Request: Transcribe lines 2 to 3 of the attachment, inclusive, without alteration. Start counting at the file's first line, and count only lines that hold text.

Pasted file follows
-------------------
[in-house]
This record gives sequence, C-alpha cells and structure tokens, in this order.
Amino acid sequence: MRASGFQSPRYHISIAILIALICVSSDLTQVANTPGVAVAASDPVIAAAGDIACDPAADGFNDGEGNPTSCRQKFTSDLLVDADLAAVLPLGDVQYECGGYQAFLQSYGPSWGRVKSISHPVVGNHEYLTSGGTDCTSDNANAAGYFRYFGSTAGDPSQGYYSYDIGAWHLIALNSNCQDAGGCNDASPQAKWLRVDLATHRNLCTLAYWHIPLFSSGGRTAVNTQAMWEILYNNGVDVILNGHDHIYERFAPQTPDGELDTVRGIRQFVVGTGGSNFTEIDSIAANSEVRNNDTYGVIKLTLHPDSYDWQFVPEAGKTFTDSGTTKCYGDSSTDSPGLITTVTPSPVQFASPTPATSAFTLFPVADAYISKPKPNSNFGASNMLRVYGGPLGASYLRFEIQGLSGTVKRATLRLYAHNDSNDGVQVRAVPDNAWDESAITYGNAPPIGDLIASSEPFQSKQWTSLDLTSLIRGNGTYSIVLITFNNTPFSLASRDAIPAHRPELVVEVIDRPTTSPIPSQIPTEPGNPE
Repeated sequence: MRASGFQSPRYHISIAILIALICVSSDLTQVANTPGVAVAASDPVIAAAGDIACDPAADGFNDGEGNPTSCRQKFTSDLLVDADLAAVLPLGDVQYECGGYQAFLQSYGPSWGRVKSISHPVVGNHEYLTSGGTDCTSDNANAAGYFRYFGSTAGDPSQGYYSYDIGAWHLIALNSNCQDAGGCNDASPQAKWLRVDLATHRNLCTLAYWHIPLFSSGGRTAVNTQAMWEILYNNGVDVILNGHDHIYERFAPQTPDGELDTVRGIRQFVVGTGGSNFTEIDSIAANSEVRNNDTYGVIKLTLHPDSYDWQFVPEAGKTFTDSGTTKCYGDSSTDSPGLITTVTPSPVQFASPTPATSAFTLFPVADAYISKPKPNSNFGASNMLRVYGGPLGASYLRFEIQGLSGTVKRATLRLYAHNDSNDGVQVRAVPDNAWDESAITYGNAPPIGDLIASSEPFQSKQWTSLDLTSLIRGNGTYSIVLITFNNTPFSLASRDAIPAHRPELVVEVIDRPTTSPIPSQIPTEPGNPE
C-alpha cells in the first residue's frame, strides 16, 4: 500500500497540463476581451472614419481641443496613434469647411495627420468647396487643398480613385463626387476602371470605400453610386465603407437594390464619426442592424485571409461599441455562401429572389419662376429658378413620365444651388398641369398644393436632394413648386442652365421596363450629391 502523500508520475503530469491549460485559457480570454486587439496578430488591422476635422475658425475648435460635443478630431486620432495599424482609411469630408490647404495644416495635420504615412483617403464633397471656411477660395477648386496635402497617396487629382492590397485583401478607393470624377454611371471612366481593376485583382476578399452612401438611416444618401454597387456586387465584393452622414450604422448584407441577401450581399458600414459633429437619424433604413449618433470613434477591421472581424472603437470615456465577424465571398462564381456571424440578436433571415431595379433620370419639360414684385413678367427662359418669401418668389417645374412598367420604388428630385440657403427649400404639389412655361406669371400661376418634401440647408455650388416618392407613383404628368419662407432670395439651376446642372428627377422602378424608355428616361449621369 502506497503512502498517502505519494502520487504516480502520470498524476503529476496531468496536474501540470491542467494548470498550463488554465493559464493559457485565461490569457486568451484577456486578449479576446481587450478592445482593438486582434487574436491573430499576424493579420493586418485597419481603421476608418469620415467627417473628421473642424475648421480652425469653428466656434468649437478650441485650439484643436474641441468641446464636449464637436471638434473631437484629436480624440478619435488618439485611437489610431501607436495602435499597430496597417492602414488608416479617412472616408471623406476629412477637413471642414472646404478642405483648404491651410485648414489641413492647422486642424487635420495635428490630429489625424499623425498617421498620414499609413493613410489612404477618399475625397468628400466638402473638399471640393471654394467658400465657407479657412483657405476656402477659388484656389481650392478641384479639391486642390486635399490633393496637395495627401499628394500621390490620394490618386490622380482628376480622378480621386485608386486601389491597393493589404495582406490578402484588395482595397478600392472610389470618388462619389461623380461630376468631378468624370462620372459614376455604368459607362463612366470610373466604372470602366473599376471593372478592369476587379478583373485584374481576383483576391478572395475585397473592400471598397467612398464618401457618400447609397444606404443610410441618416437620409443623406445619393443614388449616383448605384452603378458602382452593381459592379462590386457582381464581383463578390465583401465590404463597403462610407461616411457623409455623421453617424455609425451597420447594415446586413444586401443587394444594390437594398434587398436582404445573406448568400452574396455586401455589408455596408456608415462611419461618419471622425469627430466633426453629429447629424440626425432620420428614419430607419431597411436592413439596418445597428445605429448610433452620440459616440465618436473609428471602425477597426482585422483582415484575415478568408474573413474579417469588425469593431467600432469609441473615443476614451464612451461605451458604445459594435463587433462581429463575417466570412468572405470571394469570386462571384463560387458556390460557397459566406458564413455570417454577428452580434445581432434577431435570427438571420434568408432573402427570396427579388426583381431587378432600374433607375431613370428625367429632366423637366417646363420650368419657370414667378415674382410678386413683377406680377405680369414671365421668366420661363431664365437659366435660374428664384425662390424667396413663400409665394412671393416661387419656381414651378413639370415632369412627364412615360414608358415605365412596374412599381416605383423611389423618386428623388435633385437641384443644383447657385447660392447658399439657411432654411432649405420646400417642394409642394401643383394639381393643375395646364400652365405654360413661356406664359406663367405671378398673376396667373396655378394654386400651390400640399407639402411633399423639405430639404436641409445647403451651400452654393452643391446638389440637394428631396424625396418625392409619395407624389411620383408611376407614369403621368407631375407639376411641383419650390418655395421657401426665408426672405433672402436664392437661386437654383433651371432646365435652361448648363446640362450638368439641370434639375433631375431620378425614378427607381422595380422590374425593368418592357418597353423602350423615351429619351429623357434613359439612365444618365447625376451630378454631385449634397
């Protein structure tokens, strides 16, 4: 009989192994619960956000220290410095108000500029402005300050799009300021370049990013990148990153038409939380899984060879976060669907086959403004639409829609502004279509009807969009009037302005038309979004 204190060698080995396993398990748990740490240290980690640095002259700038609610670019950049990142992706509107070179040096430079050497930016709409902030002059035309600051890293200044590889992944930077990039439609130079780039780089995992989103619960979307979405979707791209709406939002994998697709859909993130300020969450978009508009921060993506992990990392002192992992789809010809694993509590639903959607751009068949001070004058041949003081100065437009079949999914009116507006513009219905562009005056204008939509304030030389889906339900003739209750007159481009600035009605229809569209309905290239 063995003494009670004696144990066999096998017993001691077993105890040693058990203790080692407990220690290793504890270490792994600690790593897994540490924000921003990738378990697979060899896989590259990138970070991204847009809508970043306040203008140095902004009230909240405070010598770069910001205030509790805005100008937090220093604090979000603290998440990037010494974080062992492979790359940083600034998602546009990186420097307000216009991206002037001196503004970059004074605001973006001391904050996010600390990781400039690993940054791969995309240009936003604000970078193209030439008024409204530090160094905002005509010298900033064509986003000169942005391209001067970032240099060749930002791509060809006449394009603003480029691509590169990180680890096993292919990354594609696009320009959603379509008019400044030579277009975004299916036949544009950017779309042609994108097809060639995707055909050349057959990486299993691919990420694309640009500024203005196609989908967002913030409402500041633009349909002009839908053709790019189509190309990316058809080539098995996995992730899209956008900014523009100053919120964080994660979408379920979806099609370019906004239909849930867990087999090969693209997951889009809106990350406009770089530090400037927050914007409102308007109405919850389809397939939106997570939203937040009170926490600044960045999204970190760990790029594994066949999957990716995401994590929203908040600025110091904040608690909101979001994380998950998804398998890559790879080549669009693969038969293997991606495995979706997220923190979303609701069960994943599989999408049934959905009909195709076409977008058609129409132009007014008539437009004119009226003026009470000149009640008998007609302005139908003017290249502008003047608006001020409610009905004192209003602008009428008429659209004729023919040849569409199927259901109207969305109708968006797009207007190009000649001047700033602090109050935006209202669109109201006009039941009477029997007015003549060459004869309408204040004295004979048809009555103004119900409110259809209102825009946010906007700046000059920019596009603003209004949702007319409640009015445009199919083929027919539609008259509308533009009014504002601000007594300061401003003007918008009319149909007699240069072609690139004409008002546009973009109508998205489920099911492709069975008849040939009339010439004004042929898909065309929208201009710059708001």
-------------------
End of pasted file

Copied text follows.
This record gives sequence, C-alpha cells and structure tokens, in this order.
Amino acid sequence: MRASGFQSPRYHISIAILIALICVSSDLTQVANTPGVAVAASDPVIAAAGDIACDPAADGFNDGEGNPTSCRQKFTSDLLVDADLAAVLPLGDVQYECGGYQAFLQSYGPSWGRVKSISHPVVGNHEYLTSGGTDCTSDNANAAGYFRYFGSTAGDPSQGYYSYDIGAWHLIALNSNCQDAGGCNDASPQAKWLRVDLATHRNLCTLAYWHIPLFSSGGRTAVNTQAMWEILYNNGVDVILNGHDHIYERFAPQTPDGELDTVRGIRQFVVGTGGSNFTEIDSIAANSEVRNNDTYGVIKLTLHPDSYDWQFVPEAGKTFTDSGTTKCYGDSSTDSPGLITTVTPSPVQFASPTPATSAFTLFPVADAYISKPKPNSNFGASNMLRVYGGPLGASYLRFEIQGLSGTVKRATLRLYAHNDSNDGVQVRAVPDNAWDESAITYGNAPPIGDLIASSEPFQSKQWTSLDLTSLIRGNGTYSIVLITFNNTPFSLASRDAIPAHRPELVVEVIDRPTTSPIPSQIPTEPGNPE